Weight Gain During Pregnancy
Weight gain is a totally normal—and necessary!—part of pregnancy. But before you take that liberty and run with it (hello, milkshakes), there are some key recommendations to keep in mind that’ll help support your and baby’s health.
So how much weight should you gain during pregnancy? If your weight is in the “normal” range (a body mass index of 18 to 25) before you conceive, The American College of Obstetricians and Gynecologists (ACOG) recommends gaining 25 to 35 pounds during pregnancy. Expect to add three to five pounds during the first trimester and one to two pounds each week after. According to the ACOG, if you’re underweight at conception, you should gain 28 to 40 pounds during pregnancy. If you’re overweight, try to keep it to 15 to 25 pounds.
Sticking to a healthy weight gain during pregnancy is important for your and baby’s health—but according to the Centers for Disease Control and Prevention (CDC), only about 32 percent of women put on the recommended amount of weight (21 percent gain too little and 48 percent gain too much).
Pregnancy weight gain is a little like the tale of Goldilocks. If you don’t gain enough weight during pregnancy, baby could be born too small, potentially putting him at a higher risk for breastfeeding problems, illness and developmental delays. On the other hand, if you gain too much weight, baby could be born too big, possibly leading to delivery complications. You want to aim for a weight gain range that’s just right (for you).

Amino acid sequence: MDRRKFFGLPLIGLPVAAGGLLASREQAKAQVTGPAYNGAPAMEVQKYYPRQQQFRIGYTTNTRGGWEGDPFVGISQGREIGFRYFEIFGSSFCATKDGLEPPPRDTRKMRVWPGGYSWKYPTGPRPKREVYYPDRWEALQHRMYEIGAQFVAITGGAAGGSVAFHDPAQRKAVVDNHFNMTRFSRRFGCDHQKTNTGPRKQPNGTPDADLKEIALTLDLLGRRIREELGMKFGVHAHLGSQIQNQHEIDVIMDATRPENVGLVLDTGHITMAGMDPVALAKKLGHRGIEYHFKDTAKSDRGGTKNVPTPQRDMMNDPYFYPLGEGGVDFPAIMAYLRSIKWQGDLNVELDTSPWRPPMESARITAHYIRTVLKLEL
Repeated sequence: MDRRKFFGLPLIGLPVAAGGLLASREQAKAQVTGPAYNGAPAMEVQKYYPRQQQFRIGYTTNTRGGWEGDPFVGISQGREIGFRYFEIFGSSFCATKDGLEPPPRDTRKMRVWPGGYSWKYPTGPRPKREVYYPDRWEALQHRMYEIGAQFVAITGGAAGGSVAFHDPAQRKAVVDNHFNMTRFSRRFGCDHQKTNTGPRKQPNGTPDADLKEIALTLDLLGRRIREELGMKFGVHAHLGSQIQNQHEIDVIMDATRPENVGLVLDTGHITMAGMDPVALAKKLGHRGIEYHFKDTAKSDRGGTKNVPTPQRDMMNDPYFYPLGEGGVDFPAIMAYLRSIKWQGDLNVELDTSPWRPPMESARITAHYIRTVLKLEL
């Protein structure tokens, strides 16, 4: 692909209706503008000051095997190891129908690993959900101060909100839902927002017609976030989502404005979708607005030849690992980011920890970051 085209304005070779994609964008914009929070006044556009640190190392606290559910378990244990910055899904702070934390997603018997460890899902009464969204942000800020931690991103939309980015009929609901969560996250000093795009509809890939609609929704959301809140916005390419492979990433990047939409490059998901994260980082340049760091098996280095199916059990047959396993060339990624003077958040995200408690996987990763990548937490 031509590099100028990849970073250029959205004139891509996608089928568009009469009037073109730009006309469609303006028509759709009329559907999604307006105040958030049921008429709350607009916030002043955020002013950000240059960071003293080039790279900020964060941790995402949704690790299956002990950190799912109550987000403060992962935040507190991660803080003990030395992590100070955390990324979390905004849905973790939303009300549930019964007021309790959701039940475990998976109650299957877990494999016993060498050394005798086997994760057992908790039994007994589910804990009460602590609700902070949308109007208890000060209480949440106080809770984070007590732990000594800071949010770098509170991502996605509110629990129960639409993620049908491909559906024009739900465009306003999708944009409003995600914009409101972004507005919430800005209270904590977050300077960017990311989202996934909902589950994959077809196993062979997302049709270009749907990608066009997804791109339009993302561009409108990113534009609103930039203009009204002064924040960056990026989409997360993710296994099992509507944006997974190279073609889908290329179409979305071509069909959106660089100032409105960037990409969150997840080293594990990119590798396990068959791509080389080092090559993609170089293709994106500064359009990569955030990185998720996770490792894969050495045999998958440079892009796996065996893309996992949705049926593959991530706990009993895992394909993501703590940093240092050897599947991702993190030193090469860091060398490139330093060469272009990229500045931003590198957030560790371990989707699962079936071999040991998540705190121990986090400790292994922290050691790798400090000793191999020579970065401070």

No matter what your starting weight is, your goal is to keep the gain as steady as possible. Women are supposed to gain weight during pregnancy: Baby needs a daily supply of nutrients, and those come from the foods you eat. But gaining weight suddenly or excessively could be a sign of preeclampsia, a serious pregnancy condition.
Don’t worry if your weight gain fluctuates a bit from week to week, but contact your doctor if you suddenly gain or lose weight, especially in the third trimester.
You might think you’ll have no problem staying within your gain range, but don’t be surprised at how quickly the pounds can pile on. Pregnancy only gives you license to consume an extra 300 calories a day—the equivalent of a very small bagel, sans cream cheese. But instead of stressing out about the quantities you consume, focus on eating quality foods and steering clear of junk foods that add bulk without the benefit of nutrients. Getting in 30 minutes of moderate-intensity exercise at least five days a week is another great way to maintain a healthy pregnancy weight.
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